This morning I swam a mile in the Caribbean sea. Through clear shallows over white waves of sand and into the deep blue, gliding over a silent coral world. There was a small group of us today and as we stood on the sand looking out at the horizon where the sea darkened and white stripes of surf merged into the sky, I had that sense of being on the edge of the world.
Where I'm marooned, island-ed, and being able to swim is hope. Wading into the sea, it felt cool at first and then, as the salty warm water enveloped me, like a second skin.
There were times, during the swim, when I felt I was at the begining of my journey here in Barbados, that the sea had so much to teach me about life. Because the hardest thing about being in the water was facing my fears. We swam through a clump of sargassum and I felt tiny pinpricks that faded to tingling numbness on the backs of my legs and upper arms. Sea lice. If I just keep breathing, I told myself, I'll be okay. But breathing was the problem. With my face in the water I played out the motions of the stroke then came up to breathe, keeping my eyes above water on the boatyard across the bay where we were headed. I kept going. Breathing.
Then breathing became harder. With waves on the surface and the floor of the sea falling away - now more than 20 feet below. I try to find a rhythm like the others, their arms steady rudders, their sharp out puffs of breath. But I'm not as strong as them, my technique is rusty and I don't know how to breathe. But I've always done it, somehow. Breathing into every cell of my body with every ounce of strength I had giving birth for the first time. Disolving the pain, bringing the process to life. I believed I could do it and it worked.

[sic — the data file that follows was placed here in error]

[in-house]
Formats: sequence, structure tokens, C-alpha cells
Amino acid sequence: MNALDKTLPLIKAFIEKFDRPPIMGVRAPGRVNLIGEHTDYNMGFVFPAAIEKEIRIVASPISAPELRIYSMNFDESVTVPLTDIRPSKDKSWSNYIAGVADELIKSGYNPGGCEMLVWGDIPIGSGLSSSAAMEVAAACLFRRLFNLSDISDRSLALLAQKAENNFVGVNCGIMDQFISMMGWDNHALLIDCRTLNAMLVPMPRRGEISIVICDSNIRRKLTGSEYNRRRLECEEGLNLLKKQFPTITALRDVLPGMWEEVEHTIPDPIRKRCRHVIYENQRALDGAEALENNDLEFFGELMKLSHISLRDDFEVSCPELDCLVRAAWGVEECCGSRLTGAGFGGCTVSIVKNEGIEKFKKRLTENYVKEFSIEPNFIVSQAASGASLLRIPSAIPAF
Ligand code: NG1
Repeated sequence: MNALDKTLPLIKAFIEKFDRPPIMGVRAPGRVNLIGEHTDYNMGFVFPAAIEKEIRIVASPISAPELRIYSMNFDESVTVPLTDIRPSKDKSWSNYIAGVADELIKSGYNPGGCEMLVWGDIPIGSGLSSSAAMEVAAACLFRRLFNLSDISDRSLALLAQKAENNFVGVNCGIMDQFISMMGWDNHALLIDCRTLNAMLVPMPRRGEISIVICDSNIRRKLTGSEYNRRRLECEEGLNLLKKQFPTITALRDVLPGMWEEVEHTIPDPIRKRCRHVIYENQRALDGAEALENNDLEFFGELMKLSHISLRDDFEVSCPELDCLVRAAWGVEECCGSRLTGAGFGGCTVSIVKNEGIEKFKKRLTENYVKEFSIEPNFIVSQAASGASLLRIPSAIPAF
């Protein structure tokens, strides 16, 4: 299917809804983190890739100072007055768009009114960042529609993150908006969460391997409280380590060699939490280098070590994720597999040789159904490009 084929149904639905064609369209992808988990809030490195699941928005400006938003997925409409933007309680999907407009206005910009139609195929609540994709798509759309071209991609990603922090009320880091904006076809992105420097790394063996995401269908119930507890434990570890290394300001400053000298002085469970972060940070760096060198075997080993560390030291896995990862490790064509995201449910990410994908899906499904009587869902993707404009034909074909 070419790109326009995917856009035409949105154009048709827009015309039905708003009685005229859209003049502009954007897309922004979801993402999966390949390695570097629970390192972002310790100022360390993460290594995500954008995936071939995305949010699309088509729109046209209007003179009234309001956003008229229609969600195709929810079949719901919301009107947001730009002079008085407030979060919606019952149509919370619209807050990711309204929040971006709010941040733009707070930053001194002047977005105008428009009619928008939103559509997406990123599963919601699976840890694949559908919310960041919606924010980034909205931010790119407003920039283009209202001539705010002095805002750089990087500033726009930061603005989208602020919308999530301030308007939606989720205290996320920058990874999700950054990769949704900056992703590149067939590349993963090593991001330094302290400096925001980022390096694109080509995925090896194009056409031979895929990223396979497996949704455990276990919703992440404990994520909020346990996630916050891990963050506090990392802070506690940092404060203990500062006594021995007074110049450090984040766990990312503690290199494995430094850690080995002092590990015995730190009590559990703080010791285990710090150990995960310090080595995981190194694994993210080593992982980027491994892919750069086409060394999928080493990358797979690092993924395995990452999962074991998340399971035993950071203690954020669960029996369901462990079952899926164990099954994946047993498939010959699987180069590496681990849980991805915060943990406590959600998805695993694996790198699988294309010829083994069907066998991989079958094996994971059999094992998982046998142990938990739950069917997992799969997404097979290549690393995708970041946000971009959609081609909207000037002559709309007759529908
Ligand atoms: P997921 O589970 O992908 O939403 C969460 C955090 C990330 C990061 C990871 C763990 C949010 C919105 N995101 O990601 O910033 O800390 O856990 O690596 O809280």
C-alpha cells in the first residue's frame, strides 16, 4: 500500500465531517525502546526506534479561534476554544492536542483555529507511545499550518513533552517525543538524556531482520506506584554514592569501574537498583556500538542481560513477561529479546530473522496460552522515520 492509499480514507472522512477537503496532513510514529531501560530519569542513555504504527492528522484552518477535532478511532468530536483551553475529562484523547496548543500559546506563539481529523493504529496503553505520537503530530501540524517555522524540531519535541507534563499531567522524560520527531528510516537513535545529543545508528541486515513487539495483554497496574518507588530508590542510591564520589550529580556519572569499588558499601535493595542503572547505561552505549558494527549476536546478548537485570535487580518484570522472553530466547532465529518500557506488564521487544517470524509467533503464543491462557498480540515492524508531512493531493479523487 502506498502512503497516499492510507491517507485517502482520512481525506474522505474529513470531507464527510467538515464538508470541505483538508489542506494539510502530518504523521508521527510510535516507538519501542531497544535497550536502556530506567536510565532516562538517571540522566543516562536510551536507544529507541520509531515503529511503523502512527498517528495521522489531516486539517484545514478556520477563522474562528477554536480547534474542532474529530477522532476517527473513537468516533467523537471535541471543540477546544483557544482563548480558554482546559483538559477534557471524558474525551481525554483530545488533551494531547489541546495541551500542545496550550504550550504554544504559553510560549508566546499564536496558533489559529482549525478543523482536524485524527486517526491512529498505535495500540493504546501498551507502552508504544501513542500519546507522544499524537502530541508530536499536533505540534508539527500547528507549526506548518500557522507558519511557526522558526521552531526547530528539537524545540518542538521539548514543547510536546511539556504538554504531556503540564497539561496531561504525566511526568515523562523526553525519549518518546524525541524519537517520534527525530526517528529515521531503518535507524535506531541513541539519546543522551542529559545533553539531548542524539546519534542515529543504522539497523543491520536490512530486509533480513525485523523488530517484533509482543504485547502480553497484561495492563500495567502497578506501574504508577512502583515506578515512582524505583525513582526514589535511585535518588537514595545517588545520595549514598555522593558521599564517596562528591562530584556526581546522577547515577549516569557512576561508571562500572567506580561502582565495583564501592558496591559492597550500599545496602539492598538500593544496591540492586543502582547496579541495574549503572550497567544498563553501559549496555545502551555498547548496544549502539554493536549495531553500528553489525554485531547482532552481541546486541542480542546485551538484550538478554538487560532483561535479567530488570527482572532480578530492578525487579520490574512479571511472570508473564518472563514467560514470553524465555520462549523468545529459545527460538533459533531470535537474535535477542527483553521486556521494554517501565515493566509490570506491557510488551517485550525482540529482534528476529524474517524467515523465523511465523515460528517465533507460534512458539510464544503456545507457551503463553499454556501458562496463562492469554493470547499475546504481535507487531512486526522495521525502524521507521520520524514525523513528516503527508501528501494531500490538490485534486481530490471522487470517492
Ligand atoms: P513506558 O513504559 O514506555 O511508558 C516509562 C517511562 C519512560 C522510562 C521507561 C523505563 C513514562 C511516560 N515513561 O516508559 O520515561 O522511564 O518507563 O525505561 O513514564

Treading water was effortless. The salt made us buoyant, the still was calming. And I had energy again to dive under the rope and I swam, part of the group, keeping pace. Suddently I felt like I was on the roof of the world, the expansive sky all around me. Two turtles glided
beneath us, curious, their shells glowing in a shaft of light, sharing their world.
We were past the boats and then the yellow pier of the boatyard seemed to be within reach. My breaths were deep and clear as the coral turned to white sand below. A welcome to my feet, like silk underfoot.